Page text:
Regarding herbal regulation in the UK

on .

Statement from Michael McIntyre chair of the European herbal and Traditional Medicine Practitioners Association (EHPA), 24/09/2013 

The regulation of herbal medicine practitioners of all traditions, western, Chinese Ayurvedic and Tibetan, has been a matter of ongoing debate in the UK for the past 15 years. In 2000 the prestigious House of Lords’ Select Committee on Science and Technology recommended in its report on complementary and alternative medicine (CAM) that herbal practitioners should be statutorily regulated like doctors and nurses.

Following this in 2001 the UK Government launched a Department of Health Working Group to review this option. The Working Group, under independent chairmanship, published its findings in 2003 also calling for the statutory regulation of herbal practitioners.

After a public consultation that saw over 90% of the public in favour of statutory regulation of herbalists, in 2004 the Department of Health published a timetable for this to occur that would have had herbal practitioners state regulated by 2005. In the event, a General Election and a huge scandal, because it was discovered that a medical doctor murdered more than a hundred of his patients, put the whole project on hold whilst the Department of health held consultations on the regulation of all health professionals, doctors, nurses, dentists etc.

As a result of this significant delay, the Government decided in 2006 to launch another working group under independent chairmanship to look again at the regulation of herbalists. This new working group published its report in 2008 once again recommending statutory regulation of herbalists and this led to another public consultation that showed similar huge public support for the regulation of herbal practitioners as the previous consultation.

Once more another General Election delayed matters and so it was not until 2011 that the new Government announced that the statutory regulation of herbalists would go ahead. The Minister of Health said that the decision to implement the statutory regulation of herbal practitioners marked ‘a significant milestone’. 

More than two years on from this announcement the Department of Health has failed to publish the draft legislation and there is little sign of progress. The delay is deeply damaging to the development and delivery of safe herbal medicine practice across the UK. There remains significant support for the statutory regulation of herbalists; there has been a debate this summer in both the House of Lords and the House of Commons on this subject.

The delay appears to be due to the Department of Health’s perception that the UK will be subject to legal challenge by the European Commission if it designates herbalists as statutorily regulated so that they become ‘authorized health professionals’ under directive 2001/83/EC (the pharmaceutical directive).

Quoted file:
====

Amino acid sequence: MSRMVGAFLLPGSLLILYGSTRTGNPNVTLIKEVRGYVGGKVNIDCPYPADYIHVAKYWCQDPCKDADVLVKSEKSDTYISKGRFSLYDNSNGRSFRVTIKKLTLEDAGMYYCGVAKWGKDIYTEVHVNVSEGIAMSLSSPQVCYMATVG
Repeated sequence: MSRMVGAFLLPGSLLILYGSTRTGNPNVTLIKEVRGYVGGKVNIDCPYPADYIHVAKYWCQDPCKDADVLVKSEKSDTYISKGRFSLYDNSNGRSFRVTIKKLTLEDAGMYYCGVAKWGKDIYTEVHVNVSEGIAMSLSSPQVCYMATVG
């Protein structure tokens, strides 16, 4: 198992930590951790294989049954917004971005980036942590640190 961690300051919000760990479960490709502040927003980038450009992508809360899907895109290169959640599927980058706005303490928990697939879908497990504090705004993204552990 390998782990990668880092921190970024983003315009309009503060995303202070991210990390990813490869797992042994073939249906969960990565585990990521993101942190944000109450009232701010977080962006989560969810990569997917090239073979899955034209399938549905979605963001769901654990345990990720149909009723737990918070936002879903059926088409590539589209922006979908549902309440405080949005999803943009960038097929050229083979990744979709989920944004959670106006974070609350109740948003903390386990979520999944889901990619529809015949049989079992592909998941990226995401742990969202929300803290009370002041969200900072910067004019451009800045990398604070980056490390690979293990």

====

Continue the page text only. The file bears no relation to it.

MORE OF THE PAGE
Being authorized health professionals will permit herbalists to use Article 5.1 of directive 2001/83/EC that allows individual medicines to be made up by suppliers for individual patients (so called ‘specials’ medicines). The misunderstanding between the Commission and the UK on this matter has apparently been brought about by the rather imprecise way that the Health Minister focused in his public statement on using statutory regulation as a means of making unlicensed medicines available to herbalists.

It appears that this ministerial statement has led to the perception within the European Commission that the UK Government is somehow seeking to circumvent EU medicines law.

This is a most unfortunate misinterpretation and not at all the case.

The legal advice that we have had is that the statutory regulation of herbal medicine practitioners in no way breaches EU law and any use by herbal practitioners of article 5.1 of the Directive 2001/83/EC to have individual medicines made for individual patients (‘specials medicines’) would also be lawful and not contrary to the directive.

In the last few weeks, the UK Government has signaled its willingness to resume talks about this subject. We expect to meet with senior civil servants any day now and very much hope that this matter can be quickly resolved and that many years of work can come to fruition with the statutory regulation of herbal practitioners in the UK.

This will give a proper legal basis for practice and safeguard the public since malpractice will result in wrongdoers being struck off the statutory register and losing their right to practice.

It will also underpin the delivery of herbal medicine training at degree level and ensure public access to well-trained herbal practitioners throughout the UK. 

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